Ridgewood Story, 22

The Pink Fairy.


Lisa caught up to where Dave stood and she saw that the house was gone. “How?” She looked at the empty lot that was now a large hole where the cellar had been.

“I don’t know,” Dave said. He sounded stunned. “I—I really don’t know.”

Lisa bit her bottom lip. After a moment she said, “I’d like to leave now.”

“The highway will take you to the lake and back to your cottage.”

Lisa took a step backward. “I thought you were giving me a ride?”

“I’m staying.”

Lisa peered at the hole, and then looked around at the trees and brush that had been stripped of their leaves. Branches had been torn from bigger trees, and a few older ones had been uprooted. The oak tree (that had begun growing acorns last year, Dave told her later) had suffered the worst damage: its branches that had faced the house were gone and its bark on that side had been stripped away. She went to it and touched its wounds.

“It’s like the house exploded,” she said. “But there’s no sign of it anywhere. No glass, no boards, no bricks or cement. Nothing.”

Dave remained peering inside the hole. “Magic happened here.”

“You mean like fairy magic?”

“I mean the magic that makes people and houses disappear.” He shook his head. “I mean I thought I believed in ghosts until I saw some real ones. But I never believed in magic until a neighbor girl fell into a sinkhole here last year and vanished.” Dave kicked a stone into the hole. “Then an old woman showed up and claimed to be her daughter.” He kicked another stone. “How is that possible beyond magic?”

Lisa watched him kick another stone. “I don’t know,” she said.

“And now my dad’s house that used to be here … vaporized. Along with Craig. Gone. Just like Vree.”

“Do you think he had anything to do with this?”


“That bully who punched you.”

“Craig? No. He’s just a punk.”

Suddenly, Dave sat on the ground and looked at the hole.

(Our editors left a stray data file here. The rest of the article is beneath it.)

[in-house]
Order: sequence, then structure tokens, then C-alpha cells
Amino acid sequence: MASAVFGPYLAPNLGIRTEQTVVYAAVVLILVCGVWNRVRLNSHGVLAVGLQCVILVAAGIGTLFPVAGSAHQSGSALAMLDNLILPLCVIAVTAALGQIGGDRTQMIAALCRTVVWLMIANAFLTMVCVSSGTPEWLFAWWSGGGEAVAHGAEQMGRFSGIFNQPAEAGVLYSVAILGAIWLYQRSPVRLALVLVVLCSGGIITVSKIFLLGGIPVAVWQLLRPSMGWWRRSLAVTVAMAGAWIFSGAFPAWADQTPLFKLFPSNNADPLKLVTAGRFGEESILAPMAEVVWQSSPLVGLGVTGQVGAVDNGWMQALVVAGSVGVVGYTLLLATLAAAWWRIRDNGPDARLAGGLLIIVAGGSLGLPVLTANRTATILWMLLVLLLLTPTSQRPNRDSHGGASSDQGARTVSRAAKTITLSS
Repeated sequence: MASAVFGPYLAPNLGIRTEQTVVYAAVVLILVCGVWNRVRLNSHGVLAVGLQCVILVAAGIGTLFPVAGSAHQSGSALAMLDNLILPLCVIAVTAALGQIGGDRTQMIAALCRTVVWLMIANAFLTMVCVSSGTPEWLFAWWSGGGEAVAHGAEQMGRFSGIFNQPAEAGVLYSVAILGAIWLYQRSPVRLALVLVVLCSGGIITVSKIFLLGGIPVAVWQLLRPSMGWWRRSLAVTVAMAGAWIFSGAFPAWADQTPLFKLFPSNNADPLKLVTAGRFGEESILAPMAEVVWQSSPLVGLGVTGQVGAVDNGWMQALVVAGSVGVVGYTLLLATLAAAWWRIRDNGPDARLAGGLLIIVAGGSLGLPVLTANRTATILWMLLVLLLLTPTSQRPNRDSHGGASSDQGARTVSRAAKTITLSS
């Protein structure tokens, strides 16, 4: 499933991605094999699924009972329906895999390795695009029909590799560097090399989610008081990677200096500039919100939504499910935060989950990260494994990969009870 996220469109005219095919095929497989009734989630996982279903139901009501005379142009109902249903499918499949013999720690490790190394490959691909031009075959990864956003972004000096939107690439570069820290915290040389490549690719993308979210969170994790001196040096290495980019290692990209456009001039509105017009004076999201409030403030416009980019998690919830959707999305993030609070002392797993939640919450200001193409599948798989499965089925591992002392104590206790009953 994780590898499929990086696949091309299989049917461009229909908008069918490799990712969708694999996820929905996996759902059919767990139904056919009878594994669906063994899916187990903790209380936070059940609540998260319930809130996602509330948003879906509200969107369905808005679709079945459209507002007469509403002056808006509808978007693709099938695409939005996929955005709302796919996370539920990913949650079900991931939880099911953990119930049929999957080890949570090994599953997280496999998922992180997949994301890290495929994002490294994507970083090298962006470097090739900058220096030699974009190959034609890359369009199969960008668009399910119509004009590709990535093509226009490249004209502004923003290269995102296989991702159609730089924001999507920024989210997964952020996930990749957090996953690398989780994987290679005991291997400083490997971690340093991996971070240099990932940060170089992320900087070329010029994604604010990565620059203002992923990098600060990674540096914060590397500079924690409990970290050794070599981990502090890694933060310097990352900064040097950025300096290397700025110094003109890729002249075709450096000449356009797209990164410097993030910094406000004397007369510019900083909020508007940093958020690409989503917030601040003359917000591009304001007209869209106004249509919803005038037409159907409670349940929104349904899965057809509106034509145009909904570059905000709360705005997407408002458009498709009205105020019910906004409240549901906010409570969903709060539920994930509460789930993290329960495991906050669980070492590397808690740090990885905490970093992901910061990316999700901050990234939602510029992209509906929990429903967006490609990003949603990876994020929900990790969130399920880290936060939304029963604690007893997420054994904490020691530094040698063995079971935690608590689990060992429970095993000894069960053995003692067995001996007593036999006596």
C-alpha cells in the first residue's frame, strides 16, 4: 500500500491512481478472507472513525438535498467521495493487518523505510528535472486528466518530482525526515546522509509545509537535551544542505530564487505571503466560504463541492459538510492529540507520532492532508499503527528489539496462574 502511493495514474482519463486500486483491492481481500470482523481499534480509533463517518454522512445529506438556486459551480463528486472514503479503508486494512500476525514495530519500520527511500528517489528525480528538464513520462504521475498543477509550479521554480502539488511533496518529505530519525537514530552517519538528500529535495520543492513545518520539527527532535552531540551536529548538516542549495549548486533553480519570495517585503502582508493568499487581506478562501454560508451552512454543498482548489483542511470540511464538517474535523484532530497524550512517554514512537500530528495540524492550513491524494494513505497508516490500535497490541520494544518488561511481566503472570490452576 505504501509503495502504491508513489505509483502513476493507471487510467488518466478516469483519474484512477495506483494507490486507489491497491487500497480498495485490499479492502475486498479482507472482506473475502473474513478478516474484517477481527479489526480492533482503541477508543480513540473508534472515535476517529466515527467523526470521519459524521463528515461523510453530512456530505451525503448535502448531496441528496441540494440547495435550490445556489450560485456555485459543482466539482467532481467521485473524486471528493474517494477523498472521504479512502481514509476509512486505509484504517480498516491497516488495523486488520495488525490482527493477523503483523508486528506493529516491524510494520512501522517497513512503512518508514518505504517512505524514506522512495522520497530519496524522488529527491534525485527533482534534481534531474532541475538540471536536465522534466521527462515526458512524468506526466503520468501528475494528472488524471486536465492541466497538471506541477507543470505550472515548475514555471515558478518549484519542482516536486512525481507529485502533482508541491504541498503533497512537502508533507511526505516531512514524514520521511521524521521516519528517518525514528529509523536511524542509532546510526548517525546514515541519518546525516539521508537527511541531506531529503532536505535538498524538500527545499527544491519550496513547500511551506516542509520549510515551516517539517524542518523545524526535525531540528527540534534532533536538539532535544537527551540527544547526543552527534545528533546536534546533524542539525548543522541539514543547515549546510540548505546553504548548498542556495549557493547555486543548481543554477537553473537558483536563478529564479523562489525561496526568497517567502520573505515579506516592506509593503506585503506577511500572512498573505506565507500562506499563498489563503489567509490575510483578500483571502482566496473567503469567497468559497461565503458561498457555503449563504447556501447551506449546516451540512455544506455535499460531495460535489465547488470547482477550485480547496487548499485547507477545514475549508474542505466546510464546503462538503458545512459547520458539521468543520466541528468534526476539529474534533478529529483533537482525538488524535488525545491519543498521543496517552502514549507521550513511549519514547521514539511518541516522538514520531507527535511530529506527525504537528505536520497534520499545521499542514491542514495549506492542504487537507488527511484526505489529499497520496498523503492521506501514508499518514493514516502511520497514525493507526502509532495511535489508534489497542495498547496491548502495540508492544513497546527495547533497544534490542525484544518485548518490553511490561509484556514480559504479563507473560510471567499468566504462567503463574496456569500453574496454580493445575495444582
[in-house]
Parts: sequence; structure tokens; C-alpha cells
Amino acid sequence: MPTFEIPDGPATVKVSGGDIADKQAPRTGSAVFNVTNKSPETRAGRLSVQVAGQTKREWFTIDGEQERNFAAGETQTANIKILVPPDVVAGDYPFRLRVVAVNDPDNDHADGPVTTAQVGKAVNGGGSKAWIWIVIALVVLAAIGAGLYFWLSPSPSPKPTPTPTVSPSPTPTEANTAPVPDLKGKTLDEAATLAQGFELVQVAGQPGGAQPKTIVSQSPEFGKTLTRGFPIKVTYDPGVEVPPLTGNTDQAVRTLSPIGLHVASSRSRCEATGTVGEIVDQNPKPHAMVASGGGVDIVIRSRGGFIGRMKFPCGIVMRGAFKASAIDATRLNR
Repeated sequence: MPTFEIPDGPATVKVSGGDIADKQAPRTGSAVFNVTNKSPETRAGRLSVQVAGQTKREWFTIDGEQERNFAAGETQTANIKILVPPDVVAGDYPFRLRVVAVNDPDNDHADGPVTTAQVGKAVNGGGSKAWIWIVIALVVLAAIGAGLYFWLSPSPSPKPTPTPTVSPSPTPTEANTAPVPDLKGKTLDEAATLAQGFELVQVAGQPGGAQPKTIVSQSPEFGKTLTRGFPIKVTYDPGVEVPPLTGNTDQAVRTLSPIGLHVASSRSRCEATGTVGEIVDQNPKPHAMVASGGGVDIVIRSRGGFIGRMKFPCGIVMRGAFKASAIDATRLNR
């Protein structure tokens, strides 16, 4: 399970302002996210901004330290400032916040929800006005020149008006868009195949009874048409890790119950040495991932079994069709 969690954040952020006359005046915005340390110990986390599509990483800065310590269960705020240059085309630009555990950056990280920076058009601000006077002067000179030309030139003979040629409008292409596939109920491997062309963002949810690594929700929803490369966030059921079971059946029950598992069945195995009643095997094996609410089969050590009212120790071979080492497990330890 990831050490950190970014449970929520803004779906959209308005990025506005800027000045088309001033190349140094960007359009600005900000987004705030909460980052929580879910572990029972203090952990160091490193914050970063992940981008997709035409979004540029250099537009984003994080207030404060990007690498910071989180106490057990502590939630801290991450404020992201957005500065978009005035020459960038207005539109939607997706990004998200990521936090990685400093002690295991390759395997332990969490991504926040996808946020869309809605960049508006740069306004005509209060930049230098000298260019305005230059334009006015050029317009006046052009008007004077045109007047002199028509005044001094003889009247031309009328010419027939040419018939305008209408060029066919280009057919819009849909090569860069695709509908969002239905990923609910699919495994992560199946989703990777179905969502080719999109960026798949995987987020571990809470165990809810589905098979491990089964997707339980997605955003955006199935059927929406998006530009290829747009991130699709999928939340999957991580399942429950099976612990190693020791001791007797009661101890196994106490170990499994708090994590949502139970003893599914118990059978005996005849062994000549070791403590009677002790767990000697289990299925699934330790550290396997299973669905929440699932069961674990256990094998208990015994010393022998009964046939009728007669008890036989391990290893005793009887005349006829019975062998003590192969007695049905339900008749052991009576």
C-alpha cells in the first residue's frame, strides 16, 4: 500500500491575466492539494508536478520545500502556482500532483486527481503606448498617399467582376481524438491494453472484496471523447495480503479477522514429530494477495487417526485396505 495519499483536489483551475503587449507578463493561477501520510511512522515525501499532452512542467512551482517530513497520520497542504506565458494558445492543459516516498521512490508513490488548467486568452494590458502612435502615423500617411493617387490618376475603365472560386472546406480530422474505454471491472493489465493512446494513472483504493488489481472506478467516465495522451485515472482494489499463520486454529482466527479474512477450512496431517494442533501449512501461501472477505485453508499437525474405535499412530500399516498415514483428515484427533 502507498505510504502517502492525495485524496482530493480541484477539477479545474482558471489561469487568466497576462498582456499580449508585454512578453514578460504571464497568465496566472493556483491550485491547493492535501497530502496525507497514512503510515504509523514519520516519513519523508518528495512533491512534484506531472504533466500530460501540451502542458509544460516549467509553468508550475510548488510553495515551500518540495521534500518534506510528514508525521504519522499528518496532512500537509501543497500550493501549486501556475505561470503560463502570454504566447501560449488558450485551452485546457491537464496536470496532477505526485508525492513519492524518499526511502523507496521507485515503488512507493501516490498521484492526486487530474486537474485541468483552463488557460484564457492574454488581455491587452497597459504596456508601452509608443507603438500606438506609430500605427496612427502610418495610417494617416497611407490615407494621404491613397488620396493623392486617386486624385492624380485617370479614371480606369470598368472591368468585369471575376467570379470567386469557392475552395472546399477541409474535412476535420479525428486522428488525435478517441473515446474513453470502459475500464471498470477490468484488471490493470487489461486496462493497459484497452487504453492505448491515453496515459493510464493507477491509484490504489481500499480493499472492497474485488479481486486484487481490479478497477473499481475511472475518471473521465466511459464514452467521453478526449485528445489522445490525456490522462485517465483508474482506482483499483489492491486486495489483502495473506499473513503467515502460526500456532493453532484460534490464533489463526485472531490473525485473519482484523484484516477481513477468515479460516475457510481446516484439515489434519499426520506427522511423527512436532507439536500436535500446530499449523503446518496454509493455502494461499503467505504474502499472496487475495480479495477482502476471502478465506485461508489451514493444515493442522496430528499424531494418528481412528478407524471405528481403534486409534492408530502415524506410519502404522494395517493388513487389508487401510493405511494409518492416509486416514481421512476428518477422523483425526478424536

“You should go now,” he said.

Lisa went to him. “What about you?” she asked.

Dave drew up his legs and wrapped his arms around them. He said nothing. Lisa sat next him and hugged her own legs. Their late morning became noon. Lisa watched the treetops as birds and squirrels seemed to return from wherever they had went to during the disturbance earlier.

“What kind of fairy is she?” she asked after nearly fifteen minutes had passed.

“A pixie, I think,” he said and rubbed his eyes, “although I can’t find her in any of the fairy books I borrowed from the library.”

“Don’t pixies have big heads and eyes?”

“I’m not sure. But she’s very beautiful.”

“And naked. Definitely naked.”

“Does that embarrass you?”

“Maybe a little. But it shouldn’t.”

Dave agreed. He aimed his binoculars and scanned the sky. “I hope nothing happened to her,” he said.

It was then that the fairy flew from the darkest shadows of the empty lot where the huge house had once been and hovered inches away from Lisa and Dave. Lisa reached out but the fairy flew back into the shadows.

The ground shook suddenly and hard for a moment. The cellar floor splintered and a green glow emitted faintly from the empty lot’s depth. Dave scrambled down the backside of the cellar and peered into a sinkhole similar to the one his father had bulldozed a few yards away. Inside the hole, darkness decreased as several green crystals blinked on. Then there came a sucking sound before he tumbled inside.

As I followed Dave into the hole, Lisa shouted his name behind me.

Published by

Steve Campbell

I am an artist and indie-author. I draw and paint wildlife art, draw cartoons, and write paranormal fantasy fiction.

4 thoughts on “Ridgewood Story, 22

    1. Thank you, Nizy.
      I haven’t been a faithful blogger, but it’s so nice to be included among the best. I wish I had more time to blog… and write… and draw… and paint… and spend time with family… and…
      🙂 Thanks again.


    1. Thank you. Always glad to meet a fan. 🙂

      I wish I had more time to write, though. I spend a lot of it reading, making art, spending time with family, and working, not to mention catching a few Zs in between.


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